COMEDY SHOW FEATURES ‘GONE IN 60 SECONDS’ STAR
T.J. Cross, a nationally recognized comedian who starred in the film, “Gone in 60 Seconds,” will be the headlining act at the 3rd annual Comedy All-Stars Show to be held Feb. 23 at 8 p.m. in Wake Forest’s Brendle Recital Hall in Scales Fine Arts Center. Tickets are $5, or $3 with a college I.D. Tickets can be purchased at the door, or in advance by calling 758-5864. The event is sponsored by the Office of Multicultural Affairs at Wake Forest in celebration of Black History Month.
WAKE FOREST STUDENTS OFFER FREE TAX ASSISTANCE
Wake Forest professor Yvonne Hinson and 30 of her introductory tax students are turning the downtown bus station in Winston-Salem into a temporary income tax preparation office. The group is working with an IRS program called VITA (Volunteer Income Tax Assistance). On Saturday, Feb. 24, from 10 a.m. to 1 p.m. they will assist taxpayers who can file using the 1040-EZ, 1040-A, or other basic 1040 forms. They will also offer three-hour sessions on Wednesday, Feb. 28, and Saturday, March 3. “We’re there to help those people who can’t afford other assistance, or who don’t know that assistance is even available to them,” says Hinson, an assistant professor in the Calloway School of Business and Accountancy and a PricewaterhouseCoopers Faculty Fellow. The sessions will be held in the second floor conference room of the Winston-Salem Transit Authority, 1060 N. Trade St. For more information, call the News Service.
LUNCH COUNTER SIT-IN INSPIRATION FOR DOWNTOWN EVENT
In 1960, students from Wake Forest University and Winston-Salem State University joined together to protest segregation in a historic lunch counter sit-in in Winston-Salem. Forty-one years later, city leaders ask how race relations have changed in “Moving Forward: A Conversation About Race Relations,” to be held at 7 p.m. Feb. 27, at the old Woolworth building, located at 408 Liberty St. A panel of speakers will include the Rev. Jerry Drayton, pastor of New Bethel Baptist Church and a long-time civil rights activist; Bill Tatum, Winston-Salem’s NAACP president; and Carl Crothers, executive editor of the Winston-Salem Journal. They will talk about the past, present and future of race relations in Winston-Salem. The media is invited to attend this free, public event. Parking will be available nearby.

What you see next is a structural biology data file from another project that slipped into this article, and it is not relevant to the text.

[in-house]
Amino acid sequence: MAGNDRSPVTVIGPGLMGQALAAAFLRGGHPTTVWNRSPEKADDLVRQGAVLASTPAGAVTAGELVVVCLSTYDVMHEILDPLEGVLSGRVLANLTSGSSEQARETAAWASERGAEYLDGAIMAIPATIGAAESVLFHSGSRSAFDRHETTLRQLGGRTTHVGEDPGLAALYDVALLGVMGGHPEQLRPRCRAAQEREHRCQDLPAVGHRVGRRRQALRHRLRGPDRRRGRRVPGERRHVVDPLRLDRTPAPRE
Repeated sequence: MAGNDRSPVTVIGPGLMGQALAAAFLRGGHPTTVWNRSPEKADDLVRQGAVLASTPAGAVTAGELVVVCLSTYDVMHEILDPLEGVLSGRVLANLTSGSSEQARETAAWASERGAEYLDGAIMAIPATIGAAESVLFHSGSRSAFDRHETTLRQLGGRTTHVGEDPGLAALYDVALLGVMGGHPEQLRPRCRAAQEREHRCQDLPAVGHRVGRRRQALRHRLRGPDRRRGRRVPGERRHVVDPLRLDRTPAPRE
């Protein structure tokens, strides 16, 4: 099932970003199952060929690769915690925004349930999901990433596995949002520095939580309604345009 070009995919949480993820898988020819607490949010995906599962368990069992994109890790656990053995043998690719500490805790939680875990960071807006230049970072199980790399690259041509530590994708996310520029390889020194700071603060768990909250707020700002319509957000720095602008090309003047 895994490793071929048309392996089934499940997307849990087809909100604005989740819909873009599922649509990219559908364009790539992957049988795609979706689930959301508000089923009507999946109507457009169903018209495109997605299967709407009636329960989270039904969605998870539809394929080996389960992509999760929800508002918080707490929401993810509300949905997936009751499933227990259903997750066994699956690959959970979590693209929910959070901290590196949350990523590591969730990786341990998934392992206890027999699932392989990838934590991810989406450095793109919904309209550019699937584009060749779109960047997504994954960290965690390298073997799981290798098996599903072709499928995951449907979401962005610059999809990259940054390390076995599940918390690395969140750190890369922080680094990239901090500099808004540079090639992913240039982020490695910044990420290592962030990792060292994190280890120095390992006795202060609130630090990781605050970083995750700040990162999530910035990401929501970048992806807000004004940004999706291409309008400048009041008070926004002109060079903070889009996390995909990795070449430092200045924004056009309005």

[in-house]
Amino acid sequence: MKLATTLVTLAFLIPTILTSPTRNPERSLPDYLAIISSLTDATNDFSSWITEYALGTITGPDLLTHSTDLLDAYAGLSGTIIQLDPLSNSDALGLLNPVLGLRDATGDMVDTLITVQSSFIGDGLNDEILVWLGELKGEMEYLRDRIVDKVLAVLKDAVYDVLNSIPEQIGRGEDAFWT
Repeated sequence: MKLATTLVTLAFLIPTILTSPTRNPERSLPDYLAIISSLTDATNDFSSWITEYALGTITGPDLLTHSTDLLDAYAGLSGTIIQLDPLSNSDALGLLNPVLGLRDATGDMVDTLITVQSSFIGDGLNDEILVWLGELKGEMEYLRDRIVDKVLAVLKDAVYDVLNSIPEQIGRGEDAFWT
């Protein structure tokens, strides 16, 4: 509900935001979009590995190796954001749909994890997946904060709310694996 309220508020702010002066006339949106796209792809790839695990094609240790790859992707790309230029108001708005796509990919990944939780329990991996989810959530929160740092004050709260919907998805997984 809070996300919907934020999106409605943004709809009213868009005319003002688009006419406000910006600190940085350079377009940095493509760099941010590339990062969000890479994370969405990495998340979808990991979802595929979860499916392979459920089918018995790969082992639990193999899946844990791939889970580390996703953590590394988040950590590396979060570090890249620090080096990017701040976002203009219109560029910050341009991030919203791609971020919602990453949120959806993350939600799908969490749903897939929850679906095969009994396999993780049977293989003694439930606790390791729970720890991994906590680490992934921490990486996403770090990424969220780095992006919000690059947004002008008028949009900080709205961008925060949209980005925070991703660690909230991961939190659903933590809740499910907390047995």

RHYTHMS OF AFRICA: WAKE FOREST GETS THE BEAT
Wake Forest graduate Bill Scheidt will demonstrate African drumming from 11 a.m. to noon on Feb. 27 in Benson University Center’s Third Floor Rotunda. Scheidt has been to Tanzania several times and trained with an African drum troupe. He will play, but he will also bring drums for the audience to try their hands at African drumming.
WAKE FOREST STUDENTS RELATE TO ‘SURVIVOR’ EXPERIENCE
While most viewers cringe at the sight of the creepy crawly insects, bad weather and living conditions on CBS’s “Survivor,” some Wake Forest students know what the contestants are enduring. “A lot of it is familiar-the bush fires, the monsoon season, and especially the bugs,” says junior Julie Black. Black is one of many Wake Forest students who have spent an entire semester studying abroad in Australia. “I had a red-bellied poisonous black snake in my apartment one night, and I found a brown spider about the size of a tarantula in my apartment another night,” said Black. For a student’s perspective on “Survivor’s” Australian setting, call the News Service.
Sign up for weekly news highlights.Subscribe